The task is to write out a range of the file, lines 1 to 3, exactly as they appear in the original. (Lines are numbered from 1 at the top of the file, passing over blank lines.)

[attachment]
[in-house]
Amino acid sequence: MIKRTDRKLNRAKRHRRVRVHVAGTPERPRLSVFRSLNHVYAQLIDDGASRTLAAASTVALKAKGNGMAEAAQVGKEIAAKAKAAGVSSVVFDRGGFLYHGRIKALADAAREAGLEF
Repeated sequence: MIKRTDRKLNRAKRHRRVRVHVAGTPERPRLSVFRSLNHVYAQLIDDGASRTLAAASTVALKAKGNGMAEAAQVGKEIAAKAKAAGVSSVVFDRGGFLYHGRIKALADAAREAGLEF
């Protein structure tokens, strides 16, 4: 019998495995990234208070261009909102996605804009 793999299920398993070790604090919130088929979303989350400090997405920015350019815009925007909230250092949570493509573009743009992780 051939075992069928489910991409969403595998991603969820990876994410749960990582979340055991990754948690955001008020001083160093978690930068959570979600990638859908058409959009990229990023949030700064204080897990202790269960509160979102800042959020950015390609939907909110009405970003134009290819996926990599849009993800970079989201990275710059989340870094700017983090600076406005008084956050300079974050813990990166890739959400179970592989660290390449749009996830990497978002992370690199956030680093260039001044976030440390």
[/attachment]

[in-house]
Amino acid sequence: MIKRTDRKLNRAKRHRRVRVHVAGTPERPRLSVFRSLNHVYAQLIDDGASRTLAAASTVALKAKGNGMAEAAQVGKEIAAKAKAAGVSSVVFDRGGFLYHGRIKALADAAREAGLEF
Repeated sequence: MIKRTDRKLNRAKRHRRVRVHVAGTPERPRLSVFRSLNHVYAQLIDDGASRTLAAASTVALKAKGNGMAEAAQVGKEIAAKAKAAGVSSVVFDRGGFLYHGRIKALADAAREAGLEF